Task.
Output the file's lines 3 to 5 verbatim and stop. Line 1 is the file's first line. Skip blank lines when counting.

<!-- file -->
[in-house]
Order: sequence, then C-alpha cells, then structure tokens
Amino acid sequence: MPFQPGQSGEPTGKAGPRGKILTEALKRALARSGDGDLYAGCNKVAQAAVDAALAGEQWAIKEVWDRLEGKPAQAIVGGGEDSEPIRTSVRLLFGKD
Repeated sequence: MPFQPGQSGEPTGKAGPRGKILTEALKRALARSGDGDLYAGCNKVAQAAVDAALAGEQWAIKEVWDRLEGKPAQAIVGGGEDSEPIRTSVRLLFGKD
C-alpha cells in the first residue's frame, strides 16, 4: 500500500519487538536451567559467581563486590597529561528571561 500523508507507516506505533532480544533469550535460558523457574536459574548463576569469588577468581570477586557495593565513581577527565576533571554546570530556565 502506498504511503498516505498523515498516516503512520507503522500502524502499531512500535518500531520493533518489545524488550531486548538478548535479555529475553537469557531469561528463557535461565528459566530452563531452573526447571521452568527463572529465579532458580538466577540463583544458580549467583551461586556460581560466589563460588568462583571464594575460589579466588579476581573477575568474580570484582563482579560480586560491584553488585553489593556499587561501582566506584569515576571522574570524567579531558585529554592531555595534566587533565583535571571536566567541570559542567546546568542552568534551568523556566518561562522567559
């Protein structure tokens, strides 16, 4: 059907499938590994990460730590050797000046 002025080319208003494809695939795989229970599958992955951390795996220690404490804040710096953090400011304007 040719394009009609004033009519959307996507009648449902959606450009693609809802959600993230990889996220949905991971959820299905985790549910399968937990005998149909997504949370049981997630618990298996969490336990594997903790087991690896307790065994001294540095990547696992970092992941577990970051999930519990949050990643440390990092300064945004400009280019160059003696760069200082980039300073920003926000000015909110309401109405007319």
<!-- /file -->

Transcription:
Amino acid sequence: MPFQPGQSGEPTGKAGPRGKILTEALKRALARSGDGDLYAGCNKVAQAAVDAALAGEQWAIKEVWDRLEGKPAQAIVGGGEDSEPIRTSVRLLFGKD
Repeated sequence: MPFQPGQSGEPTGKAGPRGKILTEALKRALARSGDGDLYAGCNKVAQAAVDAALAGEQWAIKEVWDRLEGKPAQAIVGGGEDSEPIRTSVRLLFGKD
C-alpha cells in the first residue's frame, strides 16, 4: 500500500519487538536451567559467581563486590597529561528571561 500523508507507516506505533532480544533469550535460558523457574536459574548463576569469588577468581570477586557495593565513581577527565576533571554546570530556565 502506498504511503498516505498523515498516516503512520507503522500502524502499531512500535518500531520493533518489545524488550531486548538478548535479555529475553537469557531469561528463557535461565528459566530452563531452573526447571521452568527463572529465579532458580538466577540463583544458580549467583551461586556460581560466589563460588568462583571464594575460589579466588579476581573477575568474580570484582563482579560480586560491584553488585553489593556499587561501582566506584569515576571522574570524567579531558585529554592531555595534566587533565583535571571536566567541570559542567546546568542552568534551568523556566518561562522567559